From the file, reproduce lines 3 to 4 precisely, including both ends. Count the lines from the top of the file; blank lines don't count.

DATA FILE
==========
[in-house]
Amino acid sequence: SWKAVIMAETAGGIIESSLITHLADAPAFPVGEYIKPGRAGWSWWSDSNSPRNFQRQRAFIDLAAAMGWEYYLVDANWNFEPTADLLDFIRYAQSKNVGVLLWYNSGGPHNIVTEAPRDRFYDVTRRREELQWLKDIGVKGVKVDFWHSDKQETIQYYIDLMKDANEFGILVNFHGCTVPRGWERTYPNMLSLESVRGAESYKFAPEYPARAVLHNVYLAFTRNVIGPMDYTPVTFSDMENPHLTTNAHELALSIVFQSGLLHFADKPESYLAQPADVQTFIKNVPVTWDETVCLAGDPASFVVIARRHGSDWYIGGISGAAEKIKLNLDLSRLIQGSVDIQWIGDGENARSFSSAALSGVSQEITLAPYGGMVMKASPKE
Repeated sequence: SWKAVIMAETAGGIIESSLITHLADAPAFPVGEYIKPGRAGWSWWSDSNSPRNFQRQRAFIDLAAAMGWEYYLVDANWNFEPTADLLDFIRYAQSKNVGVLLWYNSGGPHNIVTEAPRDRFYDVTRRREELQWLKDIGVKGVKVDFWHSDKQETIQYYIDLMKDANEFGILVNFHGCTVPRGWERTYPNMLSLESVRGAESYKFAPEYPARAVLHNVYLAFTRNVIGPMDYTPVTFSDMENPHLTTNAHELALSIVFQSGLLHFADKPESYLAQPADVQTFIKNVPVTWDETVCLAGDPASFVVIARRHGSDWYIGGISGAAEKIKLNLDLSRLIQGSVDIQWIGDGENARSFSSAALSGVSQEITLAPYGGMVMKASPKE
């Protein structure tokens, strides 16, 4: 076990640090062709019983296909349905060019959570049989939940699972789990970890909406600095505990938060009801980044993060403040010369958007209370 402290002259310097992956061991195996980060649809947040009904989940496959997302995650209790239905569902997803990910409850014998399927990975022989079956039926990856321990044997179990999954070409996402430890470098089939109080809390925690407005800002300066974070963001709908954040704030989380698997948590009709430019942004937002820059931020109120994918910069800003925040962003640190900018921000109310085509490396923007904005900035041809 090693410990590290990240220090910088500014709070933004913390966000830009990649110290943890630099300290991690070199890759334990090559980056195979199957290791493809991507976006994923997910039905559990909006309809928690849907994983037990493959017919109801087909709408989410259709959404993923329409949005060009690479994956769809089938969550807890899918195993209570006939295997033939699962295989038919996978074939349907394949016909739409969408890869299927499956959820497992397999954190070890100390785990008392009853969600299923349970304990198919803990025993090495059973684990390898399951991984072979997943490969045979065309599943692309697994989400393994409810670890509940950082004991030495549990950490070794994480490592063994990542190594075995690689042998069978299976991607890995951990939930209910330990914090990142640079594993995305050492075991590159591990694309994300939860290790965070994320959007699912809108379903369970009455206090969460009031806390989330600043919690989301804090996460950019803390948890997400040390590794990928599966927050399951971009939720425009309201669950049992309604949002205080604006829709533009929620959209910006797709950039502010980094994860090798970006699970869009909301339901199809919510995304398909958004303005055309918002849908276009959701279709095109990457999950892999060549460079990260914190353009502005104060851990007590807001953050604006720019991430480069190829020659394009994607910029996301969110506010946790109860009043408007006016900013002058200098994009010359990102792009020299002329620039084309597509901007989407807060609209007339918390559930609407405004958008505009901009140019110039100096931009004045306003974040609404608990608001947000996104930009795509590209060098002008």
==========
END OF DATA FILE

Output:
Repeated sequence: SWKAVIMAETAGGIIESSLITHLADAPAFPVGEYIKPGRAGWSWWSDSNSPRNFQRQRAFIDLAAAMGWEYYLVDANWNFEPTADLLDFIRYAQSKNVGVLLWYNSGGPHNIVTEAPRDRFYDVTRRREELQWLKDIGVKGVKVDFWHSDKQETIQYYIDLMKDANEFGILVNFHGCTVPRGWERTYPNMLSLESVRGAESYKFAPEYPARAVLHNVYLAFTRNVIGPMDYTPVTFSDMENPHLTTNAHELALSIVFQSGLLHFADKPESYLAQPADVQTFIKNVPVTWDETVCLAGDPASFVVIARRHGSDWYIGGISGAAEKIKLNLDLSRLIQGSVDIQWIGDGENARSFSSAALSGVSQEITLAPYGGMVMKASPKE
């Protein structure tokens, strides 16, 4: 076990640090062709019983296909349905060019959570049989939940699972789990970890909406600095505990938060009801980044993060403040010369958007209370 402290002259310097992956061991195996980060649809947040009904989940496959997302995650209790239905569902997803990910409850014998399927990975022989079956039926990856321990044997179990999954070409996402430890470098089939109080809390925690407005800002300066974070963001709908954040704030989380698997948590009709430019942004937002820059931020109120994918910069800003925040962003640190900018921000109310085509490396923007904005900035041809 090693410990590290990240220090910088500014709070933004913390966000830009990649110290943890630099300290991690070199890759334990090559980056195979199957290791493809991507976006994923997910039905559990909006309809928690849907994983037990493959017919109801087909709408989410259709959404993923329409949005060009690479994956769809089938969550807890899918195993209570006939295997033939699962295989038919996978074939349907394949016909739409969408890869299927499956959820497992397999954190070890100390785990008392009853969600299923349970304990198919803990025993090495059973684990390898399951991984072979997943490969045979065309599943692309697994989400393994409810670890509940950082004991030495549990950490070794994480490592063994990542190594075995690689042998069978299976991607890995951990939930209910330990914090990142640079594993995305050492075991590159591990694309994300939860290790965070994320959007699912809108379903369970009455206090969460009031806390989330600043919690989301804090996460950019803390948890997400040390590794990928599966927050399951971009939720425009309201669950049992309604949002205080604006829709533009929620959209910006797709950039502010980094994860090798970006699970869009909301339901199809919510995304398909958004303005055309918002849908276009959701279709095109990457999950892999060549460079990260914190353009502005104060851990007590807001953050604006720019991430480069190829020659394009994607910029996301969110506010946790109860009043408007006016900013002058200098994009010359990102792009020299002329620039084309597509901007989407807060609209007339918390559930609407405004958008505009901009140019110039100096931009004045306003974040609404608990608001947000996104930009795509590209060098002008």